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New Zealand Boxing Association., Ashburton Guardian, Volume XXII, Issue 6568, 12 May 1905
New Zealand Boxing Association.
SOUTH CANTERBURY CHAMPIONSHIPS.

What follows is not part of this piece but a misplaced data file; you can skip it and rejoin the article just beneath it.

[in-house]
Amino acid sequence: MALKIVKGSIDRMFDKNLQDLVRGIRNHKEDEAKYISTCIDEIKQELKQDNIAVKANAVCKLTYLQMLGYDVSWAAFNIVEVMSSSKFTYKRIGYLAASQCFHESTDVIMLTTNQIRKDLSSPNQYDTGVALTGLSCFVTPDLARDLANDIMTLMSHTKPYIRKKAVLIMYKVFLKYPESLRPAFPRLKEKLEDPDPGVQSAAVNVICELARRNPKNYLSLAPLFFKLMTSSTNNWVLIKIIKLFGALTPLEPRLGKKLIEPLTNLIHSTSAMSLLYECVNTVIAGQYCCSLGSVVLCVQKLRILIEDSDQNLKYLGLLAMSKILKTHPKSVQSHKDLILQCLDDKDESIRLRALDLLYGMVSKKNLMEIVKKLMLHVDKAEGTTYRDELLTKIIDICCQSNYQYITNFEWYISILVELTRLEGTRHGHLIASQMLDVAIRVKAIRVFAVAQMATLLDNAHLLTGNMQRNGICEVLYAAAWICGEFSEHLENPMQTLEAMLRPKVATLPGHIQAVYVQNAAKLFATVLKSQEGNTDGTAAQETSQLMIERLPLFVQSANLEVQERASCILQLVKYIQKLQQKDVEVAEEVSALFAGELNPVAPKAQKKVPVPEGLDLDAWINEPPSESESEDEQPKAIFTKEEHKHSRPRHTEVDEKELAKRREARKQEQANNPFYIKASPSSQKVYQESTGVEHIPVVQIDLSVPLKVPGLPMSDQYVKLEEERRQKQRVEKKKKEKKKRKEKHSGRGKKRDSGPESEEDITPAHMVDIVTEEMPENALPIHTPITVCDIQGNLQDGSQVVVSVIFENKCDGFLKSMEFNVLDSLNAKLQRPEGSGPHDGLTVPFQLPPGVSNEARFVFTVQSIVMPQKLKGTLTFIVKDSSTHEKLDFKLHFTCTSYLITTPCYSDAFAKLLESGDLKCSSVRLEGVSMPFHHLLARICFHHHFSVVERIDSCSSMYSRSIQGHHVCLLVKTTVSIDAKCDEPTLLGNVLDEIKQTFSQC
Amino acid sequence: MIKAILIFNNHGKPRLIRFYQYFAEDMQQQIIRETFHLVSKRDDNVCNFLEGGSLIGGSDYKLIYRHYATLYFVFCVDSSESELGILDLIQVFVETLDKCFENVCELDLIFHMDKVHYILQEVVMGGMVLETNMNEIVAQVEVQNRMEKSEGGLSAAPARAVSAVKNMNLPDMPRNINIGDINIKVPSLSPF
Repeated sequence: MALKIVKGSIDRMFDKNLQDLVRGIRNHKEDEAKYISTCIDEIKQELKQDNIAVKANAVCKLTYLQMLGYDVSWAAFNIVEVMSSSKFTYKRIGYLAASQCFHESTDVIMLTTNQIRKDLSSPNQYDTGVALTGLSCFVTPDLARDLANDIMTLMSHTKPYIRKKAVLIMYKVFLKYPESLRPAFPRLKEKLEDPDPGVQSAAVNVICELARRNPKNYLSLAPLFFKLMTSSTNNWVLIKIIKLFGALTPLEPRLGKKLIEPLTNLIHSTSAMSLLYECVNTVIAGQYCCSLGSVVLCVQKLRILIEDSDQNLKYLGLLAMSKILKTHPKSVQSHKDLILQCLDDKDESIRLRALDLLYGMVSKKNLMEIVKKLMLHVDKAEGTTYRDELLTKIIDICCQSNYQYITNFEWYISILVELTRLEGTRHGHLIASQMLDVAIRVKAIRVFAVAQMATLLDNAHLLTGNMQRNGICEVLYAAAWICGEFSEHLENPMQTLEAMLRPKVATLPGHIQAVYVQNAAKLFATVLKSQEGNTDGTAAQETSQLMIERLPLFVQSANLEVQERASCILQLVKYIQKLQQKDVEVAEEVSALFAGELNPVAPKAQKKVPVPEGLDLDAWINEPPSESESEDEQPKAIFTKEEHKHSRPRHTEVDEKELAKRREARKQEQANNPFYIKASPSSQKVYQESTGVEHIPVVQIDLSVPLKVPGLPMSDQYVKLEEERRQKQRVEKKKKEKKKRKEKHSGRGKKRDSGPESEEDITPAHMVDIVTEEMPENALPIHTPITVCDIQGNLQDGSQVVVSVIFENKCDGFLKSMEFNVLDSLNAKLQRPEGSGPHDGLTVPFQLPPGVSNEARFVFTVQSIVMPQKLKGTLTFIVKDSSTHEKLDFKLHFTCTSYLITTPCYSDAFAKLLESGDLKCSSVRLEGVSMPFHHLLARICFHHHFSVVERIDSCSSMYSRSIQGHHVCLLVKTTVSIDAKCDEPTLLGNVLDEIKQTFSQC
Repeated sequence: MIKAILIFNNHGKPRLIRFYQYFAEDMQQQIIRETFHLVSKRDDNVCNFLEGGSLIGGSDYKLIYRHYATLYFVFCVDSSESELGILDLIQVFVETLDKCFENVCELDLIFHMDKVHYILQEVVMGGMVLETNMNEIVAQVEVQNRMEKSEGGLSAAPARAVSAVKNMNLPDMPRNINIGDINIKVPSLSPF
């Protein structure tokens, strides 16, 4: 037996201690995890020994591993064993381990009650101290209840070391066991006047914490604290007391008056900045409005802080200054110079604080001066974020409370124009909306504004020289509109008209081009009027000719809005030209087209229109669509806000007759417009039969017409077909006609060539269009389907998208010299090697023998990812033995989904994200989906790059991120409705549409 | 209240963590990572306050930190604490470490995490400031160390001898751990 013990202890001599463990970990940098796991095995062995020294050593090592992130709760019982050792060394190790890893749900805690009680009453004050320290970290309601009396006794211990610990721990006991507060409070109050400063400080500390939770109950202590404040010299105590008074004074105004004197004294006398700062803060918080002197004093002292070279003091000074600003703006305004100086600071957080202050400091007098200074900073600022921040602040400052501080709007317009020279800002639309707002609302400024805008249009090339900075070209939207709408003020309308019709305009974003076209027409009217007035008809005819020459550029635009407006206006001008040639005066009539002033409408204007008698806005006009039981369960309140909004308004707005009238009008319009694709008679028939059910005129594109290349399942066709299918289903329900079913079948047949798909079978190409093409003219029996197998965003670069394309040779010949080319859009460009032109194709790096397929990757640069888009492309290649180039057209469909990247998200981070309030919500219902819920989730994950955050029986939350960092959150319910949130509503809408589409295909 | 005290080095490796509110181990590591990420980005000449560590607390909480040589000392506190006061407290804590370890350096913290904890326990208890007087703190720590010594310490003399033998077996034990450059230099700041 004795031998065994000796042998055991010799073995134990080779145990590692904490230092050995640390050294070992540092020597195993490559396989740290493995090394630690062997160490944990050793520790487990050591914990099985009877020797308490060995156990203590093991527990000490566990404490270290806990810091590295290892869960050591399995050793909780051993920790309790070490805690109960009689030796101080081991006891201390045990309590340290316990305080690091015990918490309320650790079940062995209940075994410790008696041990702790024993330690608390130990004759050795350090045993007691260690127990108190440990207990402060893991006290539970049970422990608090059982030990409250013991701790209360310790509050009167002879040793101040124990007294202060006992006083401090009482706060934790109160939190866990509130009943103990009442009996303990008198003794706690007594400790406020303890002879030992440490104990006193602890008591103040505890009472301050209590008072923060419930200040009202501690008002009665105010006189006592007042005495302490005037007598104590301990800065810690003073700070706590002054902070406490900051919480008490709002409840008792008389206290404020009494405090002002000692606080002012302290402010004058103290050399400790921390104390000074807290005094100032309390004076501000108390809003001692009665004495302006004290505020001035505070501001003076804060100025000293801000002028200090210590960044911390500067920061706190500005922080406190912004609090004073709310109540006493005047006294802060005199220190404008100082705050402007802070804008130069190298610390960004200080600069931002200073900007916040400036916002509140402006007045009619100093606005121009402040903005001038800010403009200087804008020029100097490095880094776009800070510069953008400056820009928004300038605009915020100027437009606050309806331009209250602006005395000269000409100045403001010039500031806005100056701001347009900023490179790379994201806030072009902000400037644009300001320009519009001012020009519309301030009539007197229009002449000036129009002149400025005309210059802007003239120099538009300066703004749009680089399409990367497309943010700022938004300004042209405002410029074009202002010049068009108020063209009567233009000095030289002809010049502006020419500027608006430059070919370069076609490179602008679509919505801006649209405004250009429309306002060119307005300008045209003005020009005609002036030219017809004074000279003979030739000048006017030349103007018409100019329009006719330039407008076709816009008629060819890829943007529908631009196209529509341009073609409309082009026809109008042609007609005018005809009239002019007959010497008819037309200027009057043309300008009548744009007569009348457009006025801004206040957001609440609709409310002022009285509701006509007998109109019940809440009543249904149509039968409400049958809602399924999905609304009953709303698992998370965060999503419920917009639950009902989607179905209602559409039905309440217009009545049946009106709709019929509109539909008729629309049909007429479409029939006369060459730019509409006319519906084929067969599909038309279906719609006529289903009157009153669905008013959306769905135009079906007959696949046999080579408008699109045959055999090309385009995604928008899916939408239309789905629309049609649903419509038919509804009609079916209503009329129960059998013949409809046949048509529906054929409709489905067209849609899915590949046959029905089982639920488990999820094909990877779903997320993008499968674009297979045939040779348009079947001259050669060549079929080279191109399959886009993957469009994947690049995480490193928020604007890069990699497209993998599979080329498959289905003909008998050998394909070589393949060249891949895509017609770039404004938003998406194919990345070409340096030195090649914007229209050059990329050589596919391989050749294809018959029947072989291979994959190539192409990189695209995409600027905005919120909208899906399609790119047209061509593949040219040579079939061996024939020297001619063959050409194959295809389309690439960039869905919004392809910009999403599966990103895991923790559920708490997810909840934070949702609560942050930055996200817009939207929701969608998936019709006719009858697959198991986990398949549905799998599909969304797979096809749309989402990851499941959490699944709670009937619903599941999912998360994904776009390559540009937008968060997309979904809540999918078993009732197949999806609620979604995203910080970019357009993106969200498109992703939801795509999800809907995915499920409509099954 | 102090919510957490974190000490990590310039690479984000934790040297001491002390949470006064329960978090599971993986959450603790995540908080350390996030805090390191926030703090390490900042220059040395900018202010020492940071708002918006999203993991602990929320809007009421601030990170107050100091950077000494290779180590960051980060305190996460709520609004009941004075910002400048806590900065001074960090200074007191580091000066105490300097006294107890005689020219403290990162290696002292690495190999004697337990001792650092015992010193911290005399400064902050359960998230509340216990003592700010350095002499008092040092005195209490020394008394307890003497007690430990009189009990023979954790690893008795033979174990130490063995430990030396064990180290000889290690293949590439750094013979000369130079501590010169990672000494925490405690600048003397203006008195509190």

Tho Oddfellows' Hall was filled to overflowing last evening by an audience of "men only "on the occasion of the third series of boxing contests m Ashburton under the auspices of the South Canterbury Centre of the New Zealand Boxing Association. Mr C. Muir, as on former occasions, acted as referee, and fulfilled the duties of i his position with his accustomed fairness and ability. Messrs F. Hutton and E. F. J. Grigg acted as judges, and their decisions were m every case fair and satisfactory. Dr H. Bett examined the competitors before allowing thorn to enter the ring, only one maa failing to oome up to the health stand. Mepsrs A. Dixon and G. H. Kuchanan were the timekeepers. Amongst those on the platform were Messrs P. Campbell (of Christchurch), T. E. Upton, W. Hodgkins, F. de C. Malet, and D. Thomas. The boxing, taken as a whole, was hardly of a first-class order, but there were one or two notable exceptions. Mayze, winner of the Light-weight Championship j Brown, winner of the Middle-weight Novice competition ; and Gilmour and Cullen, the .contestants m the final of the Middleweight Championship, m the opinion of the writer, gave the best boxing exhibitons of the evening. The competitions throughout were marked by the beat; of good feeling and sportsmanlike conduct on the part of contestants. Every man, with scarcely an exception, kept hia temper, even under the the severest punishment. While such continues to be case, there are absolutely no grounds for the condemnation of the sport as " brutal and demoralizing." Boxing is peculiarly a British sport inculcating the virtues of self ,'control and endurance, and under the auspices of such a body as the New Zeatand Boxing Association, such exhibitions as that which took place last evening can bejeonduoive to nothing but good, both to competitors and spectators. Folare details of the various bouts:—